Wednesday, September 17, 2014

Sod's law

A recent blog post from a data quality company, which shall remain nameless, was in the form of a quiz. Could the reader spot the errors in the address formats from various countries?  The idea was good – trying to get the reader to appreciate that these differ throughout the world, whereas most companies think they are the same for everybody.  Unfortunately Sod’s Law intervened – the “corrected” addresses were mostly not, and the post was full of inconsistencies.  A quiet tweet in their direction and the post was removed. 
And that was the end of that. 

Except that this is a very common topic for blogs from data quality experts and providers alike. “Look”, they say, “this is wrong, and this is right, and we help you get from the state of being incorrect to the state of being correct.” 

Again, all good stuff. But there are a couple of important points which I rarely see addressed in those posts.

Firstly, correct according to whom? According to the local postal services? According to the local government? According to the emergency services? According to the bible of Graham Rhind? According to local cultural norms?  Although postal services are often the managers of street address files, they may not originate that data, and increasingly alternative resources, such as land registries, are becoming available to use instead. Often “correct” is taken to mean the form that an address takes in the local postal address file, if one exists. Those files are often held for a single purpose – to facilitate the efficient handling of mail – and, as postal authorities face the same problems of data quality and management as the rest of us, they may differ substantially from how the local populace actually write that addresses.  The data may, for example, be stored only in capital letters, without punctuation and without diacritical marks.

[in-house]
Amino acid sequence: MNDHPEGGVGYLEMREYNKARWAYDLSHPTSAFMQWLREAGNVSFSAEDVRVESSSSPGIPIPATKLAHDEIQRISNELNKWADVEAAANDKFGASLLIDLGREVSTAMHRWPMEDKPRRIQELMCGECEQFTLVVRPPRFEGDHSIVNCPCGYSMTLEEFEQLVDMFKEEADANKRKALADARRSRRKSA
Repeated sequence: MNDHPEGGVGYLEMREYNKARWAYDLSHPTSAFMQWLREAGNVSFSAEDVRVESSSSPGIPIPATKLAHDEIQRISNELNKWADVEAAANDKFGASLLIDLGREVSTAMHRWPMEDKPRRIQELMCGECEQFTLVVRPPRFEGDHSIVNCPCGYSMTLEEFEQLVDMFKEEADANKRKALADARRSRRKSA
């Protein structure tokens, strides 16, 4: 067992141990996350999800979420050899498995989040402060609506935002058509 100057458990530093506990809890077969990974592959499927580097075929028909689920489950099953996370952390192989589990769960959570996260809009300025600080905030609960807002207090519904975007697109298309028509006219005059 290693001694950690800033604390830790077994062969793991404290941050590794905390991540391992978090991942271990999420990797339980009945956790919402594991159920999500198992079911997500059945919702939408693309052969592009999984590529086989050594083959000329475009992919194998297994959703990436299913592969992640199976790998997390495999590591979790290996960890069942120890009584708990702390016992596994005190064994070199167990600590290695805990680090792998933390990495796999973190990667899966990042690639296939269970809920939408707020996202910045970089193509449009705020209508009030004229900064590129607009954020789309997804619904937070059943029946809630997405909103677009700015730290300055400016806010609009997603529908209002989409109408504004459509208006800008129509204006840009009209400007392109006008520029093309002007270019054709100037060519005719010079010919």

The fact that postal address files are used primarily for mail delivery brings me to the second point I miss when companies talk about what they are able to do – what is the address to be used for?  The blog post I mentioned suggested, for example, that an arrondissement (district) of Paris should be added to a French address and a county added to a British one.  We know that a county isn’t required in a UK address used for mailing, provided the postal code is there, and an arrondissement is not a requirement in a French address on a letter, especially as that information is also included in the postal code.  But if that address is being used in a travel guide, or on a website to show a business’s location, or to provide a route description for a person, then the additional data improves the usefulness of the address information and won’t be wrong in the address unless the different pieces of information don’t match (for example, if the wrong county information is provided).

I look forward to blog posts and articles about address data glitches. But is it time to move on from postal address files being regarded as the (only) holders of the golden record?